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Governor Rowland presents budget,
debate begins
February 15, 1999

Gov. John G. Rowland has recommended an appropriation for UConn that is better than past years but falls short of the support needed to continue the University's progress toward becoming one of the finest public universities in the nation.

The package, presented in his February 10 budget address, meets most of UConn's current services funding requests but fails to address officials' requests to continue enhancing UConn's academic and strategic initiatives, and provides insufficient funding to maintain new buildings funded through UConn 2000.

The governor also asked faculty to increase their course load - a step that would represent a budget cut of about $600,000 in the first year and $1.7 million in the second year - and recommended a two-year salary freeze for UConn administrators.

The governor made no recommendation to change the management or funding for UConn 2000 programs, however, and he also called for a continuation of the tuition freeze that legislators approved last year.

"The governor's budget proposal is in many respects a welcome statement of support for higher education in general and the University of Connecticut in particular," President Philip E. Austin said shortly after the televised budget address.

"We are pleased by the governor's recommendation to maintain state funding to cover the increasing cost of providing higher education to Connecticut students, and his vote of confidence in our management of UConn 2000. The University's transformation has been dramatic and profound and is a major achievement for all the people of the state," he said.

"The governor's budget recognizes our progress and gives us a strong foundation for positive discussion with legislators and others over the next several weeks," he added.

Austin said he was concerned, however, that the proposal did not provide funding for strategic initiatives at the Health Center, Storrs, or at the regional campuses, and that a lack of funding to maintain new buildings could lead to their deterioration.

He said the state's prior investment in the University through UConn 2000, is having precisely the effect UConn officials and legislators had hoped for, and private donations are at unprecedented levels.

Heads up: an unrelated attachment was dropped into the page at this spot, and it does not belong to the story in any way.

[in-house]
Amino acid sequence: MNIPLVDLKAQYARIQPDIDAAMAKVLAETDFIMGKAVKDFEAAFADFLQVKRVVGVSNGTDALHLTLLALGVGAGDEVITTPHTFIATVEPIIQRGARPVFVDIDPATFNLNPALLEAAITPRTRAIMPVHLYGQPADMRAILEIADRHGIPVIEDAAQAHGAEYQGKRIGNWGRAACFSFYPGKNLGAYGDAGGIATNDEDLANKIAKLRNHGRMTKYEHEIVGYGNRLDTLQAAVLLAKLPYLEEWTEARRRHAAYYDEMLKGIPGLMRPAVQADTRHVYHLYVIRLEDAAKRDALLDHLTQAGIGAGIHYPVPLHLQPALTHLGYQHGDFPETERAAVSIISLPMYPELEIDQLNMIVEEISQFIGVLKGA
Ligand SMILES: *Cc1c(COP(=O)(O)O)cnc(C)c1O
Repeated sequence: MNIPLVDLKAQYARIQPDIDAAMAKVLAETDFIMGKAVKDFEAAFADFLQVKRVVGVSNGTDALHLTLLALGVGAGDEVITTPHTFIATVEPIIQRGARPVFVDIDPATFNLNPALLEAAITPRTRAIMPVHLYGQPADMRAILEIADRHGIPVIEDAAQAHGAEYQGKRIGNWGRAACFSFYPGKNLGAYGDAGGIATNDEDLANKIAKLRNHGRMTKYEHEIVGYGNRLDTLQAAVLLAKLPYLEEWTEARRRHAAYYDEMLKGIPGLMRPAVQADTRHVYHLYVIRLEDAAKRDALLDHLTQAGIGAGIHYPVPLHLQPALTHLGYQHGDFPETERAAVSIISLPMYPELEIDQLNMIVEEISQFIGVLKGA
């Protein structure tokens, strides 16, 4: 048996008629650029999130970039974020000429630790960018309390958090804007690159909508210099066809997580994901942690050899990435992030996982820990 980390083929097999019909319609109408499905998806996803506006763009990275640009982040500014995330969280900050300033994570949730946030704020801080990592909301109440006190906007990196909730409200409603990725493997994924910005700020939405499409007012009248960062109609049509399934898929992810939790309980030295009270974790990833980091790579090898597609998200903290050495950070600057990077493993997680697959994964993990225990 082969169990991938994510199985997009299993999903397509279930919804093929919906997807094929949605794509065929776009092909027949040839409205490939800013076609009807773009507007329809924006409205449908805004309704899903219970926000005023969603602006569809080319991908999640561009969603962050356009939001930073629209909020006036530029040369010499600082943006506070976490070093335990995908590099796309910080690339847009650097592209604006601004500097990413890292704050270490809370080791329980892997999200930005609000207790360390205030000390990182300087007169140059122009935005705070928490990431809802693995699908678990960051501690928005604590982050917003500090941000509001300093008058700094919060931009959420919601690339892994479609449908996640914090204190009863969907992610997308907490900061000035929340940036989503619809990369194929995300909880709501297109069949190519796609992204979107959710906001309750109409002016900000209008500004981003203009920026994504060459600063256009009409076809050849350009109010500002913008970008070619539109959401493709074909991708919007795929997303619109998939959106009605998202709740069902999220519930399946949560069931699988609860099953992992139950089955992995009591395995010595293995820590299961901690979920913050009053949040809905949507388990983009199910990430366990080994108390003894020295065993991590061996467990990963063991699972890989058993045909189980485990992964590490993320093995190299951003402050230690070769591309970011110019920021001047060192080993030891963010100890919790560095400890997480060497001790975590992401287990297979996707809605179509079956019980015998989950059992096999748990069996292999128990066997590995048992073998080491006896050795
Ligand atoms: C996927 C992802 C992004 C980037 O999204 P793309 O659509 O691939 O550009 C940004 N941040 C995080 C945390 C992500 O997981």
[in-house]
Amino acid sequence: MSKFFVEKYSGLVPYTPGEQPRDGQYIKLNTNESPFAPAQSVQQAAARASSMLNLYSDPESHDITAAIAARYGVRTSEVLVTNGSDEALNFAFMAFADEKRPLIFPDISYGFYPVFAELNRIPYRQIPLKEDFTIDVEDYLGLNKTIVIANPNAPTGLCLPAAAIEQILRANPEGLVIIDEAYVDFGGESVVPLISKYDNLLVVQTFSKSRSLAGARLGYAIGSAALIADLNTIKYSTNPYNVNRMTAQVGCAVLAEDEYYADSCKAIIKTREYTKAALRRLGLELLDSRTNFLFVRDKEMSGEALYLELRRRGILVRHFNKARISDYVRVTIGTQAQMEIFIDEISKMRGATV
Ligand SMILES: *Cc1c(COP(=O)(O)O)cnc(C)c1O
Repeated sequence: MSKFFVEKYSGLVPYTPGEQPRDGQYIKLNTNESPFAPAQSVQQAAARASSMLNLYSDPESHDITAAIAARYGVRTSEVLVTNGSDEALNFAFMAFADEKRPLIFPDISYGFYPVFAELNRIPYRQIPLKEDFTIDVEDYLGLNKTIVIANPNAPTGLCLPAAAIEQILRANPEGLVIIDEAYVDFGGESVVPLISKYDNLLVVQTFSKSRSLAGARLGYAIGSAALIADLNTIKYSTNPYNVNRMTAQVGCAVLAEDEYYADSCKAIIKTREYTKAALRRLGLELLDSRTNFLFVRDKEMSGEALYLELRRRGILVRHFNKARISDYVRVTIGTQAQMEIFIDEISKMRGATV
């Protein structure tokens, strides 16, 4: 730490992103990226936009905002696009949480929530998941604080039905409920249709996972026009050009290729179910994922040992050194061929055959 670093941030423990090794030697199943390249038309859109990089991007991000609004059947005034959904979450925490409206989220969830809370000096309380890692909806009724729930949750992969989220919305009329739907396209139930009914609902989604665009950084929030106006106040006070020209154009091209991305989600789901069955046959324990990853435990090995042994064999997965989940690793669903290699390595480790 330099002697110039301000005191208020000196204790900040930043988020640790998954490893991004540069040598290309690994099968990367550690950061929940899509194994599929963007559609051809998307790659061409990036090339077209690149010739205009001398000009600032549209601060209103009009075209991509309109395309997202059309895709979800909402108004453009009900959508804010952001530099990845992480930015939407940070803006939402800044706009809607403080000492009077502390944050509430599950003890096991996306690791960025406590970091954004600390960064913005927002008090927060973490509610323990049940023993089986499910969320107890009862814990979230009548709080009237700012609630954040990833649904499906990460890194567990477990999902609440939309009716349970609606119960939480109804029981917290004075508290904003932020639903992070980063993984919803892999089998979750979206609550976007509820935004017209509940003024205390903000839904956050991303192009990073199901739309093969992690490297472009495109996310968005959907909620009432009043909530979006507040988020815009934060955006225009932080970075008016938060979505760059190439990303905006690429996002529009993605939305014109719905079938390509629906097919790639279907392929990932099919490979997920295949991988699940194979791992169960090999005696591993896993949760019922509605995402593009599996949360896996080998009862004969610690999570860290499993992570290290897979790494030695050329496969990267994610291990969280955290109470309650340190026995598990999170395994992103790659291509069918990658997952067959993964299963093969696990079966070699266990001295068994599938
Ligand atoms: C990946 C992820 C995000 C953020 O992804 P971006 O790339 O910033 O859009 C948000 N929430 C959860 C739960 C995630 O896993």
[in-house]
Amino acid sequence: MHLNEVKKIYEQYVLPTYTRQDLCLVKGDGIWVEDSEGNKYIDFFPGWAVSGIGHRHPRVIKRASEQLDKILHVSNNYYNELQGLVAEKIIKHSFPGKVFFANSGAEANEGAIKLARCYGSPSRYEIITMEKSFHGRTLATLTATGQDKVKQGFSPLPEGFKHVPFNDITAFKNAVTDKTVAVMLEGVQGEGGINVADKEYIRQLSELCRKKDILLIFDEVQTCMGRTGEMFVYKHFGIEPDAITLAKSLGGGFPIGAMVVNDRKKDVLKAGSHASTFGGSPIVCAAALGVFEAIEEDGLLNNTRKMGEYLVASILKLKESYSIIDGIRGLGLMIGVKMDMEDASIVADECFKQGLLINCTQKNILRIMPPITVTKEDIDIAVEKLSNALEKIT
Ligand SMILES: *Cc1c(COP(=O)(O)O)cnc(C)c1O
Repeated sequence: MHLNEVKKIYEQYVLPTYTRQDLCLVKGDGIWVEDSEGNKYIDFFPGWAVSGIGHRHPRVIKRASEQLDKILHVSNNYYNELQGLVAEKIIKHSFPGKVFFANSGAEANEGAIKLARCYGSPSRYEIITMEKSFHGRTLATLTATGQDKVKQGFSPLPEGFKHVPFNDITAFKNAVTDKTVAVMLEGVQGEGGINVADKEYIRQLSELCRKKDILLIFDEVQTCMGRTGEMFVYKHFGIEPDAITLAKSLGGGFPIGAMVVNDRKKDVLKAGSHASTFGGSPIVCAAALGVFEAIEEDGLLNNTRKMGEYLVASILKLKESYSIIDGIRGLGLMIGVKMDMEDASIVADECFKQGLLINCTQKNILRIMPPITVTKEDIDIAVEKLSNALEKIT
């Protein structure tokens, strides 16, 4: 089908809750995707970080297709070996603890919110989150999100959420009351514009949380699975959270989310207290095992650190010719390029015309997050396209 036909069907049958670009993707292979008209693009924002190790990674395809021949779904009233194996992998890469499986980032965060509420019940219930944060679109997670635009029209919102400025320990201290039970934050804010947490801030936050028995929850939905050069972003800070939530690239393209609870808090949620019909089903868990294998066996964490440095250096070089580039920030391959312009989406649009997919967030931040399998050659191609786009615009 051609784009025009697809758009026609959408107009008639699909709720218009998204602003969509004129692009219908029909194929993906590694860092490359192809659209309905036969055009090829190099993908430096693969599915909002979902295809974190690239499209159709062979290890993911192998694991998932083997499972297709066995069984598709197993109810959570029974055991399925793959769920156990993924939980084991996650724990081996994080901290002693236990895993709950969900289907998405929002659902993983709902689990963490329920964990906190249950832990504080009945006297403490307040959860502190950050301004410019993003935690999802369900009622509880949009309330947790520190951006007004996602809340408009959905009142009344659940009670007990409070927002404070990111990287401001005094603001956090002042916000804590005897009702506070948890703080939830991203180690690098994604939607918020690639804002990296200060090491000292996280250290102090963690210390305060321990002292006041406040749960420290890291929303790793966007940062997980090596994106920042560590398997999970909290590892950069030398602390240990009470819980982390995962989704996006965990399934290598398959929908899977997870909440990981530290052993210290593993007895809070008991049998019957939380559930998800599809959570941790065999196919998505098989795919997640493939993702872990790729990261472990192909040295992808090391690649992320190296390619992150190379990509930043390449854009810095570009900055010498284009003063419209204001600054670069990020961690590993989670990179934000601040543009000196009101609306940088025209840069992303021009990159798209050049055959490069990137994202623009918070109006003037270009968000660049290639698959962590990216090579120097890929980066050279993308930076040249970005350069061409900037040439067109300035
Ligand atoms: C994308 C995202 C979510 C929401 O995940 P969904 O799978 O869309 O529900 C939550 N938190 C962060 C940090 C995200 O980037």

Further strategic initiatives are necessary, Austin said, "in order to maintain our momentum as we move quickly to national prominence. We are eager to build upon our great success in recruiting outstanding additions to our faculty, dramatically improving philanthropic and grant support, and attracting Connecticut's strongest students to their flagship University."

The governor's budget represents less than the University requested. UConn officials requested $171 million for the main campus in Storrs and the regional campuses for the first year of the biennium and $179.5 million for the second year. Rowland's budget recommends $166.5 million and $172.3 million respectively. The Health Center's budget request was $74 million for year one and $82 million for year two of the biennium.

The governor's recommended budget for the Health Center was $70.5 million and $72.8 million respectively for the two years. Health Center officials said more than $11 million in strategic initiatives are excluded from the package.

Carl Schaefer, president of the UConn chapter of the American Association of University Professors, questioned the governor's recommendation that 75 percent of instructors increase their course load to four courses per semester.

"Our view is that the budget recommended is based upon outdated information. It ignores the distinction between a research university and a fundamentally teaching university," said Schaefer, a professor of ecology and evolutionary biology.

He said faculty at UConn are responsible for much more than teaching, including research, advising graduate students and counseling undergraduates.

Richard Veilleux